Mississippi has a new criminal justice reform law on the books. As MPB's Desare Frazier reports, the senator who pushed for the legislation says there are more reforms ahead.
Flanked by legislators and law enforcement, Governor Phil Bryant signed Mississippi's new Criminal Justice Reform Act. The goal of the law which garnered bi-partisan support is to keep people out of prison. The law takes effect July 1. The act, which garnered bi-partisan support, is designed to keep people out of prison.
"Believe me this is not a soft on crime bill. Those of us who've been in law enforcement, those who are serving today understand the difference between a violent offender, someone who is dealing drugs, someone who is running a gang and those who have made a mistake that can reenter society," said Bryant.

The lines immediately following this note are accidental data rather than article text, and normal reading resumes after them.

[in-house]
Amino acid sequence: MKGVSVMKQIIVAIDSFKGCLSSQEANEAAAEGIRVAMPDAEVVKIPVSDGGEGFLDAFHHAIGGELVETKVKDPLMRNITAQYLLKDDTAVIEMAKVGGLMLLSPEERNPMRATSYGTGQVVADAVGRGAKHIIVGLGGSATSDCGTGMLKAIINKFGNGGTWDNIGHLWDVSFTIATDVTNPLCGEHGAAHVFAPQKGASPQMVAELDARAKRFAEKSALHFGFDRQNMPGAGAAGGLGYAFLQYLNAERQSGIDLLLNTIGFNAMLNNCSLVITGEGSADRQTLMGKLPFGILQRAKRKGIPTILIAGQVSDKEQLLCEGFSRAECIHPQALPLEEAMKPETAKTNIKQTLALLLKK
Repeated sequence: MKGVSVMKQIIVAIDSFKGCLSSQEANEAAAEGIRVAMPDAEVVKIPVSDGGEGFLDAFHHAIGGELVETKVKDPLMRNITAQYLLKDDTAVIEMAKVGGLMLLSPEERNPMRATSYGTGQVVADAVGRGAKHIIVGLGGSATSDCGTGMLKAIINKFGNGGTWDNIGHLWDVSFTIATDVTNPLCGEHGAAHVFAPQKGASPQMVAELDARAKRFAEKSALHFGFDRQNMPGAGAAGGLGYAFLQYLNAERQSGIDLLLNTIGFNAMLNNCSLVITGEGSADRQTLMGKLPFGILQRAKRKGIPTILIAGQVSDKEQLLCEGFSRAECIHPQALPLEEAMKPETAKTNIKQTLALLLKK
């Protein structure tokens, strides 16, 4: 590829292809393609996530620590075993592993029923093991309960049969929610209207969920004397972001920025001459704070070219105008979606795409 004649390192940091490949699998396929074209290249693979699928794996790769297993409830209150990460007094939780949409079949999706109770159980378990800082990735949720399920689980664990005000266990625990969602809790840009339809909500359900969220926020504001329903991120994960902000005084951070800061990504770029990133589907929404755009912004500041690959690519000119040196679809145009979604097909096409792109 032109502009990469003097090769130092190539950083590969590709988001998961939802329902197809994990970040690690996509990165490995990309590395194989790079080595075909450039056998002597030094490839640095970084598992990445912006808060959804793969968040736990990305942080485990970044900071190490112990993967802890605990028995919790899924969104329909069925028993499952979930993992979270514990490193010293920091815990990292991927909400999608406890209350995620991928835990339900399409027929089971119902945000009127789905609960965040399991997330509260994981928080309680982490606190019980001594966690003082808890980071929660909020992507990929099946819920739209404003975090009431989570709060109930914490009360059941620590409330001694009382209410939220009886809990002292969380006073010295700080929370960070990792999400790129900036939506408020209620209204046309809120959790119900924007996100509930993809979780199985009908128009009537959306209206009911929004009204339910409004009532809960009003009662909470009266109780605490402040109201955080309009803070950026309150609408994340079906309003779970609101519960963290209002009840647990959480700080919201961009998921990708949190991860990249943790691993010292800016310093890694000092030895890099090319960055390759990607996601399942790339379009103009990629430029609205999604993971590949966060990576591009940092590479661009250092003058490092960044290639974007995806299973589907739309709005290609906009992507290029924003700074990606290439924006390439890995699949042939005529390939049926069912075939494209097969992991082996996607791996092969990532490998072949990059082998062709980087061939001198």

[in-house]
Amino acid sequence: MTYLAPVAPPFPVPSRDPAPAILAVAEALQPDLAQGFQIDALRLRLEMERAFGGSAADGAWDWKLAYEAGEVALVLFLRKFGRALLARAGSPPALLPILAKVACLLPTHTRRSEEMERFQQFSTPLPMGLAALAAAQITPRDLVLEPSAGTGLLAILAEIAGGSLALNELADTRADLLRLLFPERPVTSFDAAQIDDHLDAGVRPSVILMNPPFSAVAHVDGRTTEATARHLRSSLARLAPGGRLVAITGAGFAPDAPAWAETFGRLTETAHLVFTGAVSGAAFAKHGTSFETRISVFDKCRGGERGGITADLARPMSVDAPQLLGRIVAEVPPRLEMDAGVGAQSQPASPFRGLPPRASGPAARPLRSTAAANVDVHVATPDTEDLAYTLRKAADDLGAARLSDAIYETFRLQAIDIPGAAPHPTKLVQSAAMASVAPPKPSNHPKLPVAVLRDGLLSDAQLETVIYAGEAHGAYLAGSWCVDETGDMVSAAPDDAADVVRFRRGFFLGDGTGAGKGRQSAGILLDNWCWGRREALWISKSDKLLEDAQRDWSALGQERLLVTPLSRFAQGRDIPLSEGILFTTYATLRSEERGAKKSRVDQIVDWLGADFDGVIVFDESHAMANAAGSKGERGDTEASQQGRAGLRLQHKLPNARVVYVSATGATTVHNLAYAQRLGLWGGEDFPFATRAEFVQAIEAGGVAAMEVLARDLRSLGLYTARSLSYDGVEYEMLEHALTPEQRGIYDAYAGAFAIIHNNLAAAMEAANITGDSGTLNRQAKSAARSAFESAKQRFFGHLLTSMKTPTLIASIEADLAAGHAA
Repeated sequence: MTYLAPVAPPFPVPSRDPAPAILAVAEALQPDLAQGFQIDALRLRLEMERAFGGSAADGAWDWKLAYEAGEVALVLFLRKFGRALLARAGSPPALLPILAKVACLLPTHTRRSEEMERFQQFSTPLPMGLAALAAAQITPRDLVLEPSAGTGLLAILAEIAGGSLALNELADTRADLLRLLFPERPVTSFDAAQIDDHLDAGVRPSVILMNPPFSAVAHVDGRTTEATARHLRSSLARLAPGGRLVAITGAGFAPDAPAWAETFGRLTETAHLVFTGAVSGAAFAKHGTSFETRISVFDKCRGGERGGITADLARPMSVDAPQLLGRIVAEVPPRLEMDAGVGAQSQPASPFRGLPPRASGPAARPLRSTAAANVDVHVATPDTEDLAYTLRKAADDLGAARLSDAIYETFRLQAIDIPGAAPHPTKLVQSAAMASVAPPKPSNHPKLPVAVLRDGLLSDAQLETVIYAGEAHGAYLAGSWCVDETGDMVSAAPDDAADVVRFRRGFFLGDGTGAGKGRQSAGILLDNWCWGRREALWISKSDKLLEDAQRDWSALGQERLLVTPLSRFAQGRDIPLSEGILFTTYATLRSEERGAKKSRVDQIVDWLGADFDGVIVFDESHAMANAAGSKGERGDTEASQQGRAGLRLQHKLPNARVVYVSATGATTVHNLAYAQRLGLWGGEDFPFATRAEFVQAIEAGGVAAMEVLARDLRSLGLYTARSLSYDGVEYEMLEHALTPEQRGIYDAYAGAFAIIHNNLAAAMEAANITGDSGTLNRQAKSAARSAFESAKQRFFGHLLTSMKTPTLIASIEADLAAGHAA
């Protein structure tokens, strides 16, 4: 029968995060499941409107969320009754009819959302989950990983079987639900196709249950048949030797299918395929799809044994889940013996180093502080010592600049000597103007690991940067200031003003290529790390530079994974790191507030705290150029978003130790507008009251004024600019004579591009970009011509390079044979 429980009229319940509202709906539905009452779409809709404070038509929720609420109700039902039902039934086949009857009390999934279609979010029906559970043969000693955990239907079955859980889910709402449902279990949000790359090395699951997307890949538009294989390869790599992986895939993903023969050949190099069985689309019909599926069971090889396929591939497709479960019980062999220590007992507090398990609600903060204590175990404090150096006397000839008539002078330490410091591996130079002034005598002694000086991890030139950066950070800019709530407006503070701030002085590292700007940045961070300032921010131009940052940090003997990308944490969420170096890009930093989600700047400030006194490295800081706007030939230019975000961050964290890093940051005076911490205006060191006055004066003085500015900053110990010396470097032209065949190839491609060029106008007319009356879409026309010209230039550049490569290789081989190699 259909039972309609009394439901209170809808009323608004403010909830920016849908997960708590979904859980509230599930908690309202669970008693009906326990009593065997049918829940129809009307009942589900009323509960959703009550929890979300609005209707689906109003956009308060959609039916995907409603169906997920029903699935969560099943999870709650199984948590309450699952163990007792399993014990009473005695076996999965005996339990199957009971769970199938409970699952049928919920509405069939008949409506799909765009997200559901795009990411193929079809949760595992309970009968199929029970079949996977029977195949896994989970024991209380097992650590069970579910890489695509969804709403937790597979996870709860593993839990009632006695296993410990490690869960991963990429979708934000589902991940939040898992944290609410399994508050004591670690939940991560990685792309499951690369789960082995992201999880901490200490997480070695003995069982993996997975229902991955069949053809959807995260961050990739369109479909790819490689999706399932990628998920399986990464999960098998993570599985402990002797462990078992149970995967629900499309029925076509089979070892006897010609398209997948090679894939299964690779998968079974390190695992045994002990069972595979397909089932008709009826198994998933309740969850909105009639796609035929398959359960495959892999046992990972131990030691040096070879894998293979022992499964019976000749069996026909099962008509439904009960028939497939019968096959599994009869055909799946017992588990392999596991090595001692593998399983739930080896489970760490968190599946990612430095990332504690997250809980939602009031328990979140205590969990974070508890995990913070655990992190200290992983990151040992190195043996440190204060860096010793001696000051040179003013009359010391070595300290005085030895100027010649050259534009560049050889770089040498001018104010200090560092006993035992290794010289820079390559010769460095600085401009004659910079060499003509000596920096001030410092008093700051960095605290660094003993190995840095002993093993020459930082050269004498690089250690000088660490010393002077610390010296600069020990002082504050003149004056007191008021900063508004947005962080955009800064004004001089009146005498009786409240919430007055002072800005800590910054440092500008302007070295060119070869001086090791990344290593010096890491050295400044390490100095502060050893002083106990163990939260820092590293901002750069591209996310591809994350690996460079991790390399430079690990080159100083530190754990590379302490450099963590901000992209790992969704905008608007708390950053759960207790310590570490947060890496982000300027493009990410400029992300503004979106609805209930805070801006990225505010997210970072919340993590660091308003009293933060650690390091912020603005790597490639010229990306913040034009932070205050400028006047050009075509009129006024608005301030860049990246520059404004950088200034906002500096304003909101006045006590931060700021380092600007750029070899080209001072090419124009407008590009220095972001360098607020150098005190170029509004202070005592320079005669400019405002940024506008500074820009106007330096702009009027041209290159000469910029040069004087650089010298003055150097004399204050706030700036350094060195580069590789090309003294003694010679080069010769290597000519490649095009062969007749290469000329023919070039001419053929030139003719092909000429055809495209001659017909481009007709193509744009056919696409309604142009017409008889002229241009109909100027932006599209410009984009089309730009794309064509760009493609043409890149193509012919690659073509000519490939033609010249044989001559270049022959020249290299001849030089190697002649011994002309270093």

The law's list of provisions includes preventing people from losing their driver's license or having it suspended for minor drug offenses or for not paying fines. Intervention Courts are created to treat drug addiction and mental health issues. Democratic Senator Juan Barnett of Heidelberg is at the forefront of criminal justice reform.
"It's just like a dream come true you know. I know it's not a fix-all but at least it gets us started. I'm just happy that it was able to get done and I'll continue to fight for those people who deserve a second chance," said Barnett.
Commissioner Pelicia Hall with the state Department of Corrections is pleased the law increases the types of non-violent offenses that can be erased or expunged from someone's record. She'd like to see the box removed from employment applications people convicted of a crime are asked to check.
"Hopefully we'll get there at that point where we're going to ban the box in Mississippi. This bill doesn't particularly do that, but this bill does allow for expungements of certain crimes which has the same effect," said Hall.
Next Senator Barnett says he'll work to restore voting rights to those who've served their time.